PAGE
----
What is difficult to pinpoint [is] that this group or this game has a problem. I think it's a pretty widespread issue. It's a reflection of society because so many people now play games. Gaming is such a transnational gathering place, where you do get expressions of hateful ideas that people hold and bring into their games and game chats with them, and exposure is quite widespread. So, there's an interesting challenge in looking for at-risk [groups], looking to see if we can discern if there are certain gaming narratives that perhaps allow extremists to pick it up and use it as part of their ideology, or certain games where people gather around a game and allow hateful content into their spaces. But it's something that certainly needs more investigation before we could really tell you whether there are those specific types of indicators that we can pick up on.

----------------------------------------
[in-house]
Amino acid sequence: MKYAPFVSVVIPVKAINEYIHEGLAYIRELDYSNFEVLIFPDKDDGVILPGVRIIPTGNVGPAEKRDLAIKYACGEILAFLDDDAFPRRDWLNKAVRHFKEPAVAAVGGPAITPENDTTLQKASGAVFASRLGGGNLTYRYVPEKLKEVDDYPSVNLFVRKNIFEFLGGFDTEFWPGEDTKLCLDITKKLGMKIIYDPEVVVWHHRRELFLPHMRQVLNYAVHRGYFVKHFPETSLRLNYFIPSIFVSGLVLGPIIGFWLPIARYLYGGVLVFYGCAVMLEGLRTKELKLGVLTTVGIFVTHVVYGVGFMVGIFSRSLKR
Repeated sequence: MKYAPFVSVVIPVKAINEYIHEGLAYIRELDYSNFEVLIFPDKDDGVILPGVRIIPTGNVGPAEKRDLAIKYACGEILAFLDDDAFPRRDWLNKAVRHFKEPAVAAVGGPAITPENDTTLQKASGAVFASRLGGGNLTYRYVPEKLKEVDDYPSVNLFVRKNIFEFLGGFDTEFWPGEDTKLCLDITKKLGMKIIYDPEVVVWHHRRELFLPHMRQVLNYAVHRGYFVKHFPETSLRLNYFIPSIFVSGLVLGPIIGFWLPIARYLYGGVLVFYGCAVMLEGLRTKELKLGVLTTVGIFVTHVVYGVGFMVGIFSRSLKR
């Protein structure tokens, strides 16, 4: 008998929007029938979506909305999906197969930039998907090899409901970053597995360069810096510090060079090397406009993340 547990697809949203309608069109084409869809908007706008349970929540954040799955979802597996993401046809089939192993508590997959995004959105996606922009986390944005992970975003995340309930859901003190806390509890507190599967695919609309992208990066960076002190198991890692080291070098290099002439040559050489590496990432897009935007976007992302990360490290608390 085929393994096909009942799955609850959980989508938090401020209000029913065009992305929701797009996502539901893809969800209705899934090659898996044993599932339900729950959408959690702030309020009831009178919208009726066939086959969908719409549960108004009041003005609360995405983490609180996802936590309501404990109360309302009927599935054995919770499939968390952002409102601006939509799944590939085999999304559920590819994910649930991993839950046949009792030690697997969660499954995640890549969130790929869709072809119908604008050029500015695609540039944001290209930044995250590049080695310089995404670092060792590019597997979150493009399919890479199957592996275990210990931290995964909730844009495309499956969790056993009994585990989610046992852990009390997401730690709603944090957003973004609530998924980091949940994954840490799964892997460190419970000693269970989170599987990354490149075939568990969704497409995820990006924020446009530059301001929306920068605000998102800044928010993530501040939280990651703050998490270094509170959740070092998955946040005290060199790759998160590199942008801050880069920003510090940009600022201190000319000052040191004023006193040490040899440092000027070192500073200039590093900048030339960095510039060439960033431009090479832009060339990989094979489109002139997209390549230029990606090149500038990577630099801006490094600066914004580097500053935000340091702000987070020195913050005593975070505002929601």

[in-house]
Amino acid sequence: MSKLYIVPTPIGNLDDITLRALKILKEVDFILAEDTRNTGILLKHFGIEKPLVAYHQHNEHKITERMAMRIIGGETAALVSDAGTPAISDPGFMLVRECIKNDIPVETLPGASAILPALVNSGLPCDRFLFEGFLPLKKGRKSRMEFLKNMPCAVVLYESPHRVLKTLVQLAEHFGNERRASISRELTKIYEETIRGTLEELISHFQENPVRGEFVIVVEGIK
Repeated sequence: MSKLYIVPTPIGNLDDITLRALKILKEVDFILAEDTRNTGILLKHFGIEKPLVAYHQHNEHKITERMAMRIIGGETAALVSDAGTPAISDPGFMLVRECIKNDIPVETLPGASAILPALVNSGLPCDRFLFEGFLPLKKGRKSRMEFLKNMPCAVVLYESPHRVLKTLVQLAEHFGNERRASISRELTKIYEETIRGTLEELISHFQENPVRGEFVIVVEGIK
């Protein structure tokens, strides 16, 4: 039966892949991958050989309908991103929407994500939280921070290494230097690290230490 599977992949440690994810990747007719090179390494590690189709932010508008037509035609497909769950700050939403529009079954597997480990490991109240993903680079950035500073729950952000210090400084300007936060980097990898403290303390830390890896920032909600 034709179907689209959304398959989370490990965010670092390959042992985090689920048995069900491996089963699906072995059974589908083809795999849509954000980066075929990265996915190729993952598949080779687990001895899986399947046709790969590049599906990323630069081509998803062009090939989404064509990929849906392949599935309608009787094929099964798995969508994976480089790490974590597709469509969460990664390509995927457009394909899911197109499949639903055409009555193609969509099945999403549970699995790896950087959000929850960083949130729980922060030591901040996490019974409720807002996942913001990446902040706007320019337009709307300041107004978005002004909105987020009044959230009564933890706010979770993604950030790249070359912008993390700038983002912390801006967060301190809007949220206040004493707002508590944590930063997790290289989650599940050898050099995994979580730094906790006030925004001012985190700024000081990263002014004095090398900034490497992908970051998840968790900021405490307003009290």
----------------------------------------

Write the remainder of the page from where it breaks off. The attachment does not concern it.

Lamphere-Englund: Agreed. Apart from focusing on individuals, we have tried to break out of a typology of use cases and of exploit cases by extremist actors. We've tried to go a bit in the opposite direction: What are the potential use cases for harm and exploits that occur rather than focusing on individual profiles that we haven't really been able to have much success with across this entire field, let alone in gaming per se.

The general six categories that we think are important to focus on are:

One, the production of bespoke or custom video games and 'mods,' or modifications, and those are really used for recruitment and retention purposes.

Two, gaming culture references. Gaming is pop culture now. Where you might have seen far-right extremist groups using MMA [mixed martial...